When Things Slow Down

Aug 17, 1998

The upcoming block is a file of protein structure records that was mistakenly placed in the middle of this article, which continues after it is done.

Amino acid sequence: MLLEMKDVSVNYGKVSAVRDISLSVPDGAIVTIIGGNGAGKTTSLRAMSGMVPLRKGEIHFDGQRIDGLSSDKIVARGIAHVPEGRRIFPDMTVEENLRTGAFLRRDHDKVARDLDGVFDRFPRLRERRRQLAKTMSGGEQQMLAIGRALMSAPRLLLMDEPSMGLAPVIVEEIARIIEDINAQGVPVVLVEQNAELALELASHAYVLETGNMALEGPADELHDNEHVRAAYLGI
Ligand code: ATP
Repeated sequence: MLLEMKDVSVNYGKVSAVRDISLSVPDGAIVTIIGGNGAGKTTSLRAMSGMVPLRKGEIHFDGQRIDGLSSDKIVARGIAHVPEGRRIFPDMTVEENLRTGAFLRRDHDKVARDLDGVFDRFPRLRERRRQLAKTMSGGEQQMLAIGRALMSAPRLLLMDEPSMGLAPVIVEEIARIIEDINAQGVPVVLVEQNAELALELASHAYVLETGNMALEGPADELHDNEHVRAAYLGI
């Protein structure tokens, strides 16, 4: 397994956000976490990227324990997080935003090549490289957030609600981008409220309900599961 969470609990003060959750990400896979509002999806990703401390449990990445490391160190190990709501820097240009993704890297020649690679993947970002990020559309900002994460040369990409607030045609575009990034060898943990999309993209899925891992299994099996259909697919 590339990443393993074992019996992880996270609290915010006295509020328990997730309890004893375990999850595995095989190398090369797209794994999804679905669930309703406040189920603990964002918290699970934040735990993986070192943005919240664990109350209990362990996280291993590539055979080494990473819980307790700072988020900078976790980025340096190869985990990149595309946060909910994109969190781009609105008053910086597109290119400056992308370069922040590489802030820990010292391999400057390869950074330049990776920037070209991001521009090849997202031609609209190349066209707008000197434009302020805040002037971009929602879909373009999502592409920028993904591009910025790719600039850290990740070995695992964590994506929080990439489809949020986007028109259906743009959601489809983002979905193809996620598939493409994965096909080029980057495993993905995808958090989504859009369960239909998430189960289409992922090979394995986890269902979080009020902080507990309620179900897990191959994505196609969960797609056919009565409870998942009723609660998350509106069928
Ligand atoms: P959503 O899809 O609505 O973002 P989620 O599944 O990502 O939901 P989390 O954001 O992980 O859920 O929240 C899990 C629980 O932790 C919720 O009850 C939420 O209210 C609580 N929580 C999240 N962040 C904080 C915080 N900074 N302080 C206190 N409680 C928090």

I would be surprised if more than one of our readers hasn’t said to themselves recently, “We really ought to be thinking about what we’ll do if things slow down.” Well get ready folks, it’s going to happen. I’m not saying that these 300-point drops in the Dow Jones Industrial Average scare me because they don’t. But I do see some other forces at work out there that tell me this incredible ride we have been on in this great economy can’t last forever. The White House scandal, for one, isn’t going to help the economy. Take a look back and see what happened during and immediately after the Nixon-era Watergate crisis. The market cratered and the economy went into a recessionary tailspin that lasted nearly a decade. Financial woes in Asia won’t help either. We have already had a number of clients and readers tell us that projects they were working on were cancelled and/or had big losses due to currency devaluation. On the other hand, we do have a very strong underlying economy. Unemployment is low, inflation is low, interest rates are low, and growth is still decent. The most important thing when it comes to sustaining a good economy, in my opinion, is confidence. Not only do you need strong consumer confidence, but strong management confidence. Business managers have to keep writing the checks that keep this whole thing moving. And the information age we are in could really revolutionize the way the world does business— and we are right in the center of it. But experience proves that it’s human nature for people to lose confidence every once in a while. People get scared and start reacting in ways that are counter to their long-term interests. Business managers start cutting to sustain profits and growth stops. Then they have to cut some more, and it’s easy to get caught in a downward spiral. So the issue is not “if” or “when” recession will strike. It’s “what” to do when it does occur so you aren’t hurt (or at least not mortally wounded). Here are my suggestions: Get out of debt. It makes sense to me that if you want to weather an economic storm you’ll be better off without a lot of debt. It clouds your thinking, makes you think short-term, and burdens you psychologically. The worst thing when you have too much debt can be the bankers who start telling you what you can and can’t do with their money. That becomes a bigger and bigger problem if you aren’t making any progress toward paying it down. Keep a reasonable salary structure. Right now the labor shortage predicted by Drucker 50 years ago is real. A/E/P and environmental firms are going to greater lengths than ever before in their attempts to hire and keep good people. It’s true that paying larger salaries is easier to finance than paying low salaries and bigger bonuses. On the other hand, it’s easy during the good times to get your pay rates so high that you can’t be profitable. Be on guard for this so two years from now you won’t be paying us to tell you that you need to take a pay cut! Confront the low performers now, not later. It’s easy during the good times to allow the sacred cows too much freedom. The money is easy and it’s more fun to be a nice guy so you don’t put too much pressure on these people. But instead of being thankful for the job you have allowed them to stay in, these people are usually the ones with the worst attitudes. They resent the fact that they are no longer getting promotions or big pay increases, even though they may be two jobs over their head already. Some of these people can be turned around with some straight feedback, but not all. It’s better to deal with these situations now while there may still be time for a turnaround then later, when the only choice will be “adios.” Spend more on direct marketing. Spend, spend, spend now while you can afford it. You need to make every effort to get your name well known with the clients and potential clients that you are targeting. That way when times are soft, you’ll be getting the calls for what work is out there,not some other firm. I’ll even go out on a limb and suggest that most companies need to increase their spending here by 3% to 5% of net service revenues. That’s a lot, but the payback will come in higher volume, better margins, and less time wasted cold calling. Hire more temps/work more overtime. Make the capacity you have go as far as it can without adding permanent overhead in the form of office spaces, computer leases, and regular employees. Because the truth is, very little really is a variable cost in an A/E/P or environmental firm, except for temporary labor. You can’t just hire and fire full-time employees on demand! Get sales and backlog reporting up to speed. There is no valid excuse for not knowing what you are selling and what your backlog is! Just accept that and do what it takes to track and report these numbers continually. These are critical to alert you on what’s coming down the road. Not knowing these numbers is like flying a plane without a fuel gauge. Only a fool would do that! Don’t be foolish. Realize how important these numbers are to your survival and know them. Don’t just cut! Cutting unnecessary expenses is always a good idea. But don’t forget to invest, too, in the things that will make you more efficient, better marketers, and more competitive in the long haul. Your future depends on what you do today. But unfortunately, too many firms in this business will reap today while the market is hot, not track the numbers that predict future performance, and in the process, set the stage for big troubles later on. This economy will not last and the long-term players will be ready for recession when it comes. Originally published 8/17/1998

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